With that in mind and learning from yesterday's late finish I started at 7.30am. Bernie and Sarah waved goodbye as I headed over the hill to Hartland Quay. My first target was Bude some 15 miles away. The wind had picked up overnight and I was battling it all the way. At one point I had taken off my jacket and hooked it on my hydration pack. The wind grabbed it and it went flying off. Luckily the arm caught on a barbed wire fence before it had a chance to head off back over the Atlantic.

I reached Bude at 2.30pm and was running way behind time. I phoned Rotarian Simon and let him know I wouldn't be arriving until 6.00pm to 6.30pm. Even that I wasn't sure of. It had been a beautiful day but the sun was setting fast. At 6.22pm I crested the last hill and as the sun set I dropped in Crackington Haven and was met by Rotarian Jay and his wife. Time for a rest.

Stunning views along the South West Coast Path

First Five Days of RCQ630

 

 

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Across the Ocean

Posted by martin.parnell |

Next Event:

Rotary Coastal Quest 630 (Quest #9)

  • Run 630 miles (1014 kms) around the SW coast of England

  • March 4th to April 1st 2014, averaging a marathon a day.

  • Attemping to raise 100,000 pounds for Right To Play

  • Check out: Rotary Coastal Quest 630

My suitcase is waiting, ready for me to pack, as I prepare for my trip to England. On Saturday I’m heading over to the UK and on Tuesday, March 4th I start my attempt to run 1014 kms around the South West Coast Path. Trying to decide what to take has been difficult. Over the last three months England’s been battered by pounding storms and gale force winds. Most of my running gear is for -25C conditions and I don’t think wellies, a rain coat and a brolly will be appropriate for running.

I checked out the long-range forecast for the area from March 4th to 18th: Current indications point towards unsettled conditions persisting for much of this period but not to the same severity as we have seen recently. Southern and eastern regions should tend to see longer spells of drier and brighter weather than previous weeks, although still with some periods of rain. Not much help.

The South West Coast Path passes through five areas of Outstanding Natural Beauty, seventeen Heritage Coasts, a National Park, two World Heritage Sites, a UNESCO Geopark and Britain’s first UNESCO Biosphere reserve. There is some fascinating history along the route, both ancient and modern. Here are some of the highlights. The path starts in Minehead, Somerset at the mouth of the English Channel. At the 145 mile mark is Tintagel, Cornwall, the home of King Arthur and the Knights of the Round Table. At the 154 mile mark is Port Issac. This is the setting for the TV show “Doc Martin”. The series is set in the fictional seaside village of Portwenn and stars Martin Clunes as the brilliant surgeon Dr. Martin Ellingham.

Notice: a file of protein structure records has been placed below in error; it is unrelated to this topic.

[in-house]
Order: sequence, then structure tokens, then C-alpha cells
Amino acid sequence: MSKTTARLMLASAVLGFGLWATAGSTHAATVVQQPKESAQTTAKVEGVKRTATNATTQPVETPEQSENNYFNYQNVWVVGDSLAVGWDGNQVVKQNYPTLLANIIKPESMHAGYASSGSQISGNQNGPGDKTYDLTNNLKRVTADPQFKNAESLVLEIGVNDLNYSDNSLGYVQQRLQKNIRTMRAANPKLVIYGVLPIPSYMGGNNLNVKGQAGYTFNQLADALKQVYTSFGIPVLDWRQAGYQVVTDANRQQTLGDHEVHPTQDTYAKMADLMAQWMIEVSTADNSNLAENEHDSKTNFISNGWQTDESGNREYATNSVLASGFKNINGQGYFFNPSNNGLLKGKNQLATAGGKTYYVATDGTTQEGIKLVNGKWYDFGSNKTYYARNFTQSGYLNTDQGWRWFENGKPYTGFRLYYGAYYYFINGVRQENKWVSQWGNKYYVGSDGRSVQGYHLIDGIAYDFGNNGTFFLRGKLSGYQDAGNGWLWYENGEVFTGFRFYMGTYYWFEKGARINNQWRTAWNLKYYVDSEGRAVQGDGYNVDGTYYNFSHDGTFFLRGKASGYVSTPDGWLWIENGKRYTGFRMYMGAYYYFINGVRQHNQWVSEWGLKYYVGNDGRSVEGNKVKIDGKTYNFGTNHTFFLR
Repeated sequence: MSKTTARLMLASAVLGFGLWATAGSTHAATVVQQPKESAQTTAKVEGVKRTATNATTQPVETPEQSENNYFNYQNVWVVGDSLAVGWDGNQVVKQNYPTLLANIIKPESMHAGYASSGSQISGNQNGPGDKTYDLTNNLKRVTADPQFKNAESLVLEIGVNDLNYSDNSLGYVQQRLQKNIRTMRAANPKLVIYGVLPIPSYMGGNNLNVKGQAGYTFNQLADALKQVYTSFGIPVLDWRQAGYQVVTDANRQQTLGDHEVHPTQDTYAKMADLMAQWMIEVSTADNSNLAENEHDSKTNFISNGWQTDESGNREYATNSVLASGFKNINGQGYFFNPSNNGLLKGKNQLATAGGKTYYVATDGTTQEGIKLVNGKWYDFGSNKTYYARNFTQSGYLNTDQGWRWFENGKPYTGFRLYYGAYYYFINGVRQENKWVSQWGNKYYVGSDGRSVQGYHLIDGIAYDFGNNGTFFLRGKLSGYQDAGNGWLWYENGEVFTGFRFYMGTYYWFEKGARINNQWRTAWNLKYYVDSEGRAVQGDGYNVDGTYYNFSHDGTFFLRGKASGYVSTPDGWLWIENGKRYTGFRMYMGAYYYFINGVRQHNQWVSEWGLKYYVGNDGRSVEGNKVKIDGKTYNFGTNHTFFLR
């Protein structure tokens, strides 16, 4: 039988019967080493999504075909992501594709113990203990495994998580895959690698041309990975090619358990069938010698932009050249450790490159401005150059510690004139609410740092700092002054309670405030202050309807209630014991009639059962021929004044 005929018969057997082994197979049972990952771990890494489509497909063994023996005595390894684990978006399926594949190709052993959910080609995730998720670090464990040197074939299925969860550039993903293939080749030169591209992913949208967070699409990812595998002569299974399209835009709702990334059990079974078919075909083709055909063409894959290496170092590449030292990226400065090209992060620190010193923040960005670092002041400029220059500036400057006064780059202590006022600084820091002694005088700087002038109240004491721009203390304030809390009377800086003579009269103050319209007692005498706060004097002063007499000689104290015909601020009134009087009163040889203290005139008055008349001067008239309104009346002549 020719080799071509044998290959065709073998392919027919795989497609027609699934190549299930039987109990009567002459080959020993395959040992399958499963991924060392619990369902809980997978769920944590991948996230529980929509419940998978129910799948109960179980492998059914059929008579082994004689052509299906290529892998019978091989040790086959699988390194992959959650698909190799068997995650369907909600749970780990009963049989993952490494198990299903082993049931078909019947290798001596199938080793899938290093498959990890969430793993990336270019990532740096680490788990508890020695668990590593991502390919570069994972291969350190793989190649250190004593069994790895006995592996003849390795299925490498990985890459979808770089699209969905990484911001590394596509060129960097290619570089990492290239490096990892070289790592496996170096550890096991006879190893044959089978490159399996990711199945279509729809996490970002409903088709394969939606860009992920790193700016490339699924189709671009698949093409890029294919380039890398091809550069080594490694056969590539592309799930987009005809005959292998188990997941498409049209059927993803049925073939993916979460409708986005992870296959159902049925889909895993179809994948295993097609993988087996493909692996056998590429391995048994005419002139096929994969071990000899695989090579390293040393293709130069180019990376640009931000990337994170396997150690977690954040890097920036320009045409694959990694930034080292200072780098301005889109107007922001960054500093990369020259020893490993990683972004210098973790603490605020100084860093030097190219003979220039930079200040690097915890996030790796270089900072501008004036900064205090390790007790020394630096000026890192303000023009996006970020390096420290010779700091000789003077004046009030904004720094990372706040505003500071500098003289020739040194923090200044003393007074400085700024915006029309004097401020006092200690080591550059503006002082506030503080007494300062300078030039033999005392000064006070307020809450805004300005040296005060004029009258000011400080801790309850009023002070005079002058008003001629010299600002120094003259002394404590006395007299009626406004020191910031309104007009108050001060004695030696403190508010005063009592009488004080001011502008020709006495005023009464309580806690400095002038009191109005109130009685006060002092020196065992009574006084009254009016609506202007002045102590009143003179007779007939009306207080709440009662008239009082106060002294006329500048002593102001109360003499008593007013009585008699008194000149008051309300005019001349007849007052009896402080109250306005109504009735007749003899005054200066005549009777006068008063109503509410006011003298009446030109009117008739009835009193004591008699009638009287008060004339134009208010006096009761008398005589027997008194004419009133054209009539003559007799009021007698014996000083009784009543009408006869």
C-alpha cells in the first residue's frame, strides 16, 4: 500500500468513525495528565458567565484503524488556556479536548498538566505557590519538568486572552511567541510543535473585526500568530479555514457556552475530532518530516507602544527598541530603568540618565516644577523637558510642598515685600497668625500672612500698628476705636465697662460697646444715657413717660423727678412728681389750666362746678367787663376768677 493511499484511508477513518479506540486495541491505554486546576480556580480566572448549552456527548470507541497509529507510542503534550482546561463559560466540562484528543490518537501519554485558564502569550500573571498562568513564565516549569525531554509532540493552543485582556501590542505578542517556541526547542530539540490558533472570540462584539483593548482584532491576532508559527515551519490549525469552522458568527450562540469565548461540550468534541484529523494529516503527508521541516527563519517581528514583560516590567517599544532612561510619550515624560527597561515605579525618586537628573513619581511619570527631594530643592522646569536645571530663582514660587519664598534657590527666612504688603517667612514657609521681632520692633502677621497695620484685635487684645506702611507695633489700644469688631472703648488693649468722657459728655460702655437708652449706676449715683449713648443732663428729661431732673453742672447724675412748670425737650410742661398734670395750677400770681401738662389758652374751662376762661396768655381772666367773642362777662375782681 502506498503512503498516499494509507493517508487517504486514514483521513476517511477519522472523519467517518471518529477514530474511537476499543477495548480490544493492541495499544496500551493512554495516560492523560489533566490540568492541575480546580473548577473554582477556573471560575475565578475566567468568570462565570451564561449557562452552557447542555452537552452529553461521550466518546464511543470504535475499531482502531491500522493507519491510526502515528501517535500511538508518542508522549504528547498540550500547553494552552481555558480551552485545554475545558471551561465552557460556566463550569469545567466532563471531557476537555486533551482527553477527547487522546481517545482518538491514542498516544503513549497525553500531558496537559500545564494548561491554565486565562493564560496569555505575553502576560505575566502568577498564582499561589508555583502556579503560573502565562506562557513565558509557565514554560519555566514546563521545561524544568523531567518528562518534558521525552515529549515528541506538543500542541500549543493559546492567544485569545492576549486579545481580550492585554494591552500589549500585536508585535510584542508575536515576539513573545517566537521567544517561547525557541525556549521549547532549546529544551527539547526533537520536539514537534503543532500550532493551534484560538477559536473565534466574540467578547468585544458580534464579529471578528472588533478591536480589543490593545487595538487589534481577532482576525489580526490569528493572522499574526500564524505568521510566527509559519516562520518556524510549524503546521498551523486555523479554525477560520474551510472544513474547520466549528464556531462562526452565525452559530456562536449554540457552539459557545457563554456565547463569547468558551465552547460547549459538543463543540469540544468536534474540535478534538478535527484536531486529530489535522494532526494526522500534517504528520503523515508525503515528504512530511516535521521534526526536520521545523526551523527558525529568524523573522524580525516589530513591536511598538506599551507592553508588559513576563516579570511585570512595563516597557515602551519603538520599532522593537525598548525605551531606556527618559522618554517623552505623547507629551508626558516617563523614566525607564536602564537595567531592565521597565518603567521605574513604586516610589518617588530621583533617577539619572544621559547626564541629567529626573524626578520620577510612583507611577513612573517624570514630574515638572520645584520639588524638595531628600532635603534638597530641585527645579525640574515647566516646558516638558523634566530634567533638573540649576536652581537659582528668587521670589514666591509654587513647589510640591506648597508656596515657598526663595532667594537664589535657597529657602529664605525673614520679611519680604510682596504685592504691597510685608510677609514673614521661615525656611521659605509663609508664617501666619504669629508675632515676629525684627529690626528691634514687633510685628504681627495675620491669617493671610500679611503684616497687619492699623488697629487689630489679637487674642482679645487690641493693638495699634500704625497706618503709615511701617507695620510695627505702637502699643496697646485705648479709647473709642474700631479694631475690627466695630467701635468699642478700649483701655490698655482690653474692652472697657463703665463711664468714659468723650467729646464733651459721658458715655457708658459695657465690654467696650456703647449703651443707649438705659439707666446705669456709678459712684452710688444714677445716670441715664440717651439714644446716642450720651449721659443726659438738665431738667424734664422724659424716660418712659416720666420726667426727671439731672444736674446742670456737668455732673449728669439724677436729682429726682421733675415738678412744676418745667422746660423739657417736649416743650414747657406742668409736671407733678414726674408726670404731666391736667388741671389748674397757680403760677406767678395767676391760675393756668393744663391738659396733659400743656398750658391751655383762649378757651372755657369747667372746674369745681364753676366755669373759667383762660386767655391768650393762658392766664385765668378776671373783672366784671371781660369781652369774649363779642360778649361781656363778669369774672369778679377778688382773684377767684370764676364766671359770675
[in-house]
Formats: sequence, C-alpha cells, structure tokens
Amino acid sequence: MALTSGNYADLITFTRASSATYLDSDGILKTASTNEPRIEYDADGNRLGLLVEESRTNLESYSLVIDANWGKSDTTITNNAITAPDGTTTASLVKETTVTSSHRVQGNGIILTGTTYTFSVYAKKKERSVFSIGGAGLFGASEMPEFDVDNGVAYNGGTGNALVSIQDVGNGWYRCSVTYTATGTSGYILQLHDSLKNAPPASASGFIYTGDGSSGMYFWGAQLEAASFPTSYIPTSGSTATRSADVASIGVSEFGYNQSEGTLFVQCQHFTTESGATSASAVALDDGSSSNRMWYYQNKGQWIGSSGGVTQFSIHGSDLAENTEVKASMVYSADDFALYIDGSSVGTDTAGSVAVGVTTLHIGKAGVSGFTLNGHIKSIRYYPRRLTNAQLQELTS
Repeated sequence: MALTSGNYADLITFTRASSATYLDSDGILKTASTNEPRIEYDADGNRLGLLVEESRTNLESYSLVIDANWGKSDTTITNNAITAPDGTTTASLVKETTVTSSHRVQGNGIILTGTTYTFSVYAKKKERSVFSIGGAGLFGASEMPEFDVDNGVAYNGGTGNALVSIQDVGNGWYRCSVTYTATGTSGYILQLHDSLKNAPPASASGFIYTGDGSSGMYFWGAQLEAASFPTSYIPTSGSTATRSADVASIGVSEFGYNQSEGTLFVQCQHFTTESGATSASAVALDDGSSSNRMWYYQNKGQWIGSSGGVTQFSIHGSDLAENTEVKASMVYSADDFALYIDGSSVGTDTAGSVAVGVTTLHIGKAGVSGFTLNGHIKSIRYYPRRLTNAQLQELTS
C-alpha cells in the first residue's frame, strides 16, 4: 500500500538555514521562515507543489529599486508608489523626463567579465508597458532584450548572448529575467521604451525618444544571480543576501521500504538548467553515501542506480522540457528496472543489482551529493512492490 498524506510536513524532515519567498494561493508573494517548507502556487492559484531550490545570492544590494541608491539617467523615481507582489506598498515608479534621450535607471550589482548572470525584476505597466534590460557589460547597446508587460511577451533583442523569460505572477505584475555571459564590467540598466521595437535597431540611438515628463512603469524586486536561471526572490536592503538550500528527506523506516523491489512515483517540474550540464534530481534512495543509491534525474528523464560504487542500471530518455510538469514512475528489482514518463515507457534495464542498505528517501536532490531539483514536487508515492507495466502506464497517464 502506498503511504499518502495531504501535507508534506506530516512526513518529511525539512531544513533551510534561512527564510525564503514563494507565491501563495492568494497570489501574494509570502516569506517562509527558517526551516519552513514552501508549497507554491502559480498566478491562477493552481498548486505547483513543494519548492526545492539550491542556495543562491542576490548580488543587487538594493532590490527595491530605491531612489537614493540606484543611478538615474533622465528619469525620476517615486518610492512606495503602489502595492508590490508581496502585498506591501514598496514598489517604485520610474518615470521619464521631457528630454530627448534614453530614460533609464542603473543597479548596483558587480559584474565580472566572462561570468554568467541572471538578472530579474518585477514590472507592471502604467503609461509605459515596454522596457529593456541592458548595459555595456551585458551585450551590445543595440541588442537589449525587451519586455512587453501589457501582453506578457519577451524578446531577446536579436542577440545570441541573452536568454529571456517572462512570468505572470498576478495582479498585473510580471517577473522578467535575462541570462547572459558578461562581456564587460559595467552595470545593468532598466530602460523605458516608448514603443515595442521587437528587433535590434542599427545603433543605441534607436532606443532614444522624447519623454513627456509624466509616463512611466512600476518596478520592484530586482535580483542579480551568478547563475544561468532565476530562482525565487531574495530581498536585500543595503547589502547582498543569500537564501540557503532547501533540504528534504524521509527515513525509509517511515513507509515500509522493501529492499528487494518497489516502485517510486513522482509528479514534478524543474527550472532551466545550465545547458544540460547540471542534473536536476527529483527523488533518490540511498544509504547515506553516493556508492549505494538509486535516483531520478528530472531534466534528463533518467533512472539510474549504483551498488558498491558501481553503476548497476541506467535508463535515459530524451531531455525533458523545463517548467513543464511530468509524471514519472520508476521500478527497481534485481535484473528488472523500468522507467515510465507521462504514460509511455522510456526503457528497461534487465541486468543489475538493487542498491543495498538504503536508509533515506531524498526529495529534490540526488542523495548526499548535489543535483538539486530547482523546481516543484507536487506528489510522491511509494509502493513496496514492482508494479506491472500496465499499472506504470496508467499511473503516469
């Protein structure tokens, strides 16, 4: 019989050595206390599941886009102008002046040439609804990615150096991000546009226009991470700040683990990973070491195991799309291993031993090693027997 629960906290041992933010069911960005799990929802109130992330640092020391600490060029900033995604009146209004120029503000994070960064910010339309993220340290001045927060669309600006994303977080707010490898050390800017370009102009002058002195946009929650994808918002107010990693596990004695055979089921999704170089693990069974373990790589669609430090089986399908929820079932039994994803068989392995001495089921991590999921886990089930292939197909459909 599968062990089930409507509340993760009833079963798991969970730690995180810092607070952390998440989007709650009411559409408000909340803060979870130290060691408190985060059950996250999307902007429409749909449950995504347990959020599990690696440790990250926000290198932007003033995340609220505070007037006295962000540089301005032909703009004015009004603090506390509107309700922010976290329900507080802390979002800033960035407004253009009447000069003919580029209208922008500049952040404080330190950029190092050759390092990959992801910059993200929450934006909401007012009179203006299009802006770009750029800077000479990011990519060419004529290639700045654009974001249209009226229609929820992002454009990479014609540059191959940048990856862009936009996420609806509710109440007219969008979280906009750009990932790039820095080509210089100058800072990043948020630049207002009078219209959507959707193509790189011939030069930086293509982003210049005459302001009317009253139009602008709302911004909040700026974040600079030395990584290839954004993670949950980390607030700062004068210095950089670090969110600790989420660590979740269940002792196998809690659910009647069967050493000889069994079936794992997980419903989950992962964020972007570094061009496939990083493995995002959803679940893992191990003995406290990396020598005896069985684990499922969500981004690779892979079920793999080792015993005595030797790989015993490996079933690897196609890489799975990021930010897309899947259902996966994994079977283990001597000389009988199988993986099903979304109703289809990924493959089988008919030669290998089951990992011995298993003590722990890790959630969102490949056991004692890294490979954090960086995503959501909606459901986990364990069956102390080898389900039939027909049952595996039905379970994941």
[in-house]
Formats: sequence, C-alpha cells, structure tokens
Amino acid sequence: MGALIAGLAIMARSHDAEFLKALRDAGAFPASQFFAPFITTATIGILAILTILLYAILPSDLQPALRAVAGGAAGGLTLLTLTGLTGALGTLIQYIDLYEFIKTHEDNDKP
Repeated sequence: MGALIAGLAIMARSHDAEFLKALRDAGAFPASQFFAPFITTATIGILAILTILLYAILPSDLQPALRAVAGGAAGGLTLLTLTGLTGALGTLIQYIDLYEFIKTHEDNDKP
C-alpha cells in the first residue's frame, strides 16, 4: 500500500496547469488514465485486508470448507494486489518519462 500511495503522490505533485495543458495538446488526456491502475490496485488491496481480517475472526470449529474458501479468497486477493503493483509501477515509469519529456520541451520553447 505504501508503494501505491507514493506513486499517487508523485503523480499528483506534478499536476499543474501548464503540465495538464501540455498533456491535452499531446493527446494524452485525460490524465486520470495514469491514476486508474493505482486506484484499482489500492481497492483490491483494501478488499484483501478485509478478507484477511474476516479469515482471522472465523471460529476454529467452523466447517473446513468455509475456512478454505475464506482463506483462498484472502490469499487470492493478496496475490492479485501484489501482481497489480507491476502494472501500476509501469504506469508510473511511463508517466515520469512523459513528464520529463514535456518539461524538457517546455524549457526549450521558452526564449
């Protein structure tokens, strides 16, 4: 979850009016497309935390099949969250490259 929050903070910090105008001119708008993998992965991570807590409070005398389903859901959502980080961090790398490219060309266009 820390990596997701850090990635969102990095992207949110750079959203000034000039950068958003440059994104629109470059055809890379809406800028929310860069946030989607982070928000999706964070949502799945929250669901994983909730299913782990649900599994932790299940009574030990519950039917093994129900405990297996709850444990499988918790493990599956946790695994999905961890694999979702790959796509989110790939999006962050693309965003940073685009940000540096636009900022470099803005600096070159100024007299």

At the 291 mile mark is Poldhu, Cornwall the location of the famous Poldhu Wireless Station. It was Guglielmo Marconi’s transmitter for the first transatlantic radio message sent on December 12, 1901 to Marconi's temporary receiving station on Signal Hill, St.John’s, Newfoundland. At the 553 mile mark is West Bay, Dorset. This is the location for the TV series “Broadchurch” starring David Tennant. One of the highlights of the show is the cliff footage. The path finishes after 630 miles at South Haven Point on the shores of Poole Harbour, Dorset.

This is the 9th Quest in my “Quests for Kids” initiative and it’s the one I’m most looking forward to. I was born in Buckfastleigh, Devon and spent many a Sunday afternoon with my mum, dad and my brothers and sisters building sand castles at our favorite beach, Bigbury-on-Sea, Devon. I’ll be revisiting this beach during Rotary Coastal Quest 630 and maybe I’ll build a sand castle or two for old times sake.

If you want to support this Quest and follow my every step then go to www.righttoplay.com/rcq630

Quote of the Day

"You have to forget your last marathonbefore you try another. Your mind can't know what's coming"

Frank Shorter, Runner

A map of the route of the South West Coast path in England

SWCP Map

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Lost in the Yukon

Posted by martin.parnell |

Next Event:

Rotary Coastal Quest 630 (Quest #9)

  • Run 630 miles (1014 kms) around the SW coast of England

  • March 4th to April 1st 2014, averaging a marathon a day.

  • Attemping to raise 100,000 pounds for Right To Play

  • Check out: Rotary Coastal Quest 630

It’s 3.30pm and won’t be long before darkness falls. The ice fog is rolling across the trail and frost hangs from the trees and bushes like a white blanket. I’ve got enough water for a couple of hours but there’s a small hitch, I don’t know where I am. Should I continue on this road or turn back? Am I heading towards Whitehorse or Dawson City? Time to make a decision.